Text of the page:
In a landmark decision widely heralded as one of the greatest victories of the labour movement in recent memory, the Supreme Court of Canada held on June 8, 2007 that collective bargaining is a fundamental right protected by the Canadian Charter of Rights and Freedoms’ (the “Charter”) guarantee of freedom of association. It also ruled that certain provisions of the BC Liberal government’s Health and Social Services Delivery Improvement Act (the “Act”) violate that right.

The demand for health care and the cost of providing needed health care services in BC has been increasing significantly for some time. As a result, the government sought legislative means to reduce costs and to facilitate the efficient management of the workforce in the health care sector, and in 2002, passed the Act . The Act included a number of changes which in some cases invalidated important provisions of collective agreements then in force, and effectively precluded meaningful collective bargaining on a number of specific issues. As a result, a group of unions and individuals affected by the Act (the “Appellants”) challenged the constitutionality of the Act’s changes to transfers and multi-worksite assignment rights, contracting out, the status of employees under contracting-out arrangements, job security programs, and layoffs and bumping rights.

The Appellants argued that the Act violated several constitutional rights guaranteed under the Charter, namely freedom of association (s. 2(d)), life, liberty and security of the person, and equality. The BC Supreme Court and the Court of Appeal upheld the constitutionality of the Act, concluding that a right to collective bargaining was not protected under the Charter’s guarantee of freedom of association.

However, effectively overruling 20 years of its own jurisprudence, the Supreme Court of Canada concluded that s. 2(d) of the Charter protects the capacity of members of labour unions to engage in collective bargaining on fundamental workplace issues, and that the state must not substantially interfere with the ability of a union to exert meaningful influence over working conditions through a process of collective bargaining conducted in accordance with the duty to bargain in good faith. To constitute “substantial interference” with freedom of association, the intent or effect must seriously undercut or undermine the activity of workers joining together to pursue the common goals of negotiating workplace conditions and terms of employment with their employer. Laws or actions that can be characterized as “union breaking” meet this requirement, as do less dramatic interference with the collective process such as denying a union access to labour laws, acts of bad faith, and unilateral nullification of negotiated terms without any process of meaningful discussion and consultation.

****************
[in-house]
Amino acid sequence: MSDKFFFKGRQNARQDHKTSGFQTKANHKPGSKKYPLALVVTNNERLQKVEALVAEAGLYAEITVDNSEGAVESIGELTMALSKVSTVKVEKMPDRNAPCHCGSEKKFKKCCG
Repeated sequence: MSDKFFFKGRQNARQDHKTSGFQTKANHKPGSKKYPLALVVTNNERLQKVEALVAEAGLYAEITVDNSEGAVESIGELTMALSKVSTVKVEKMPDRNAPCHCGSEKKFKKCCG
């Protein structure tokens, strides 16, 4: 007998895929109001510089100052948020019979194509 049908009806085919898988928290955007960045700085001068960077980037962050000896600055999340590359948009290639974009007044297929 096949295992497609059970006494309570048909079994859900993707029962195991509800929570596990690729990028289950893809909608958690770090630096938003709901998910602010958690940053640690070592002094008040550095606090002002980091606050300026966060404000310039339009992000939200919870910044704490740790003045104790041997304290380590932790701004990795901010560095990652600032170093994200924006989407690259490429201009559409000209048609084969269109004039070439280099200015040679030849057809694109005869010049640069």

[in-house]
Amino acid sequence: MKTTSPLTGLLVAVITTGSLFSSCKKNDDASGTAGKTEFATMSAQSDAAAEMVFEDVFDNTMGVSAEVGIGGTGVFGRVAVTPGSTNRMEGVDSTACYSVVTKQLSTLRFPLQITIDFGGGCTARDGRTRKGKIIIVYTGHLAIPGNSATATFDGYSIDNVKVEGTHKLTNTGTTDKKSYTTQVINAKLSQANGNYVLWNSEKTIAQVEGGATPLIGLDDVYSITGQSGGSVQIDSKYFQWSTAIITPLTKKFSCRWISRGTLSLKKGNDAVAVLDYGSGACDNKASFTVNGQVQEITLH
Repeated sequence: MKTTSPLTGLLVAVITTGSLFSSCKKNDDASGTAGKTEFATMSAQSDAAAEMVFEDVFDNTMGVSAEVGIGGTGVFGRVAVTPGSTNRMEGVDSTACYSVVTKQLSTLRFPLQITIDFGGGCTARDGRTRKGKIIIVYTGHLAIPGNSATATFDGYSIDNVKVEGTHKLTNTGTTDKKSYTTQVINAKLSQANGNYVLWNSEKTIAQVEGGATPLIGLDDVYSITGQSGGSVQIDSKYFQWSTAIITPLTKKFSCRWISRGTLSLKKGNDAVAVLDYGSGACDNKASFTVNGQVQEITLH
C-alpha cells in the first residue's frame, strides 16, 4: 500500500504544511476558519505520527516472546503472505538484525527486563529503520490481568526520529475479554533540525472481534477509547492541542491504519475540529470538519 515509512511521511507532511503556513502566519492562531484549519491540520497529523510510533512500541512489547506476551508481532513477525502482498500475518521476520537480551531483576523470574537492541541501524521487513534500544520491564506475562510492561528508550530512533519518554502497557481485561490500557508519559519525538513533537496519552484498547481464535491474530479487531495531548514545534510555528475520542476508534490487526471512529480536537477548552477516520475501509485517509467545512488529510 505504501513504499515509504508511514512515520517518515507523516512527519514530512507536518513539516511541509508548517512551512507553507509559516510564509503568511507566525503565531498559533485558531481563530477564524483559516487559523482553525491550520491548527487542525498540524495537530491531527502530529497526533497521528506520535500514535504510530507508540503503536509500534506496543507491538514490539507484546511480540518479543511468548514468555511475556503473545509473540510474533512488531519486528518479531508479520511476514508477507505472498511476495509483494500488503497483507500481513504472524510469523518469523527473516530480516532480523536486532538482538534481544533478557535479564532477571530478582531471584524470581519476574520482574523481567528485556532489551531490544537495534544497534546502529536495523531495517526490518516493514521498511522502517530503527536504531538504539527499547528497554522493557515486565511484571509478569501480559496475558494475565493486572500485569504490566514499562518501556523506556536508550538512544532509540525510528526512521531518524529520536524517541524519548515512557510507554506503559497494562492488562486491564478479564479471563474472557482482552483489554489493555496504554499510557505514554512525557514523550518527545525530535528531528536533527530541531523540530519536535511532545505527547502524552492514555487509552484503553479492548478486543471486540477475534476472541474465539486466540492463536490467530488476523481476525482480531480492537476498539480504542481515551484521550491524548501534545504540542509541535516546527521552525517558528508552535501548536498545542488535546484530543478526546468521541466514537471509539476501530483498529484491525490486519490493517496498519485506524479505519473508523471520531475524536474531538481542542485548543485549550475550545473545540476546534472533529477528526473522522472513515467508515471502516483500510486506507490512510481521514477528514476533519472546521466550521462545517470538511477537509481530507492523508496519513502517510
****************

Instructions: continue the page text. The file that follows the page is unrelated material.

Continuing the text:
Applying the law to the facts, the Supreme Court of Canada concluded that certain provisions of the Act (but not all) were unconstitutional because they infringed the right to collectively bargain. The Court held that the Act’s amendments to the contracting out, layoff and bumping rights provisions infringed the right to bargain collectively because they deal with matters central to freedom of association, amount to substantial interference with associational activities and do not preserve the processes of collective bargaining. Although the government was facing a situation of exigency, the Court concluded that the measures it adopted constituted a virtual denial of the s. 2(d) right to a process of good faith, bargaining, and consultation. However, the Court held that the Act’s provisions dealing with transfers and reassignment of employees were concerned with relatively minor modifications to in-place schemes, that significant protections remained in place and that while the Act removed these issues from future bargaining, this did not amount to a substantial interference so as to attract s. 2(d) Charter protection.

The Court also held that the s. 2(d) infringements arising from the government’s modifications to contracting out, layoffs and bumping rights were not justified under s. (1) of the Charter because the government could not demonstrate that the Act minimally impaired employees’ right to bargain collectively. The Court was critical of the government for its failure to consider whether it could reach its goal by less intrusive measures, and its lack of consultation with unions on the matter.

The Court suspended its declaration for 12 months. Understandably, unions have characterized the Supreme Court’s decision as a huge victory, both for health care workers and for unions more generally. Union spokespeople and union counsel predict that the decision will change the landscape of collective bargaining for every union across the country and significantly limit government from disregarding collective agreements. Others question whether the ruling will be interpreted as broadly, particularly since the Charter only applies to legislation and government action. Thus, while in the future challenges may be brought to various forms of back-to-work and wage control legislation, as well as to labour codes, the significance of the finding that collective bargaining is a Charter right, particularly in private sector bargaining, remains to be seen.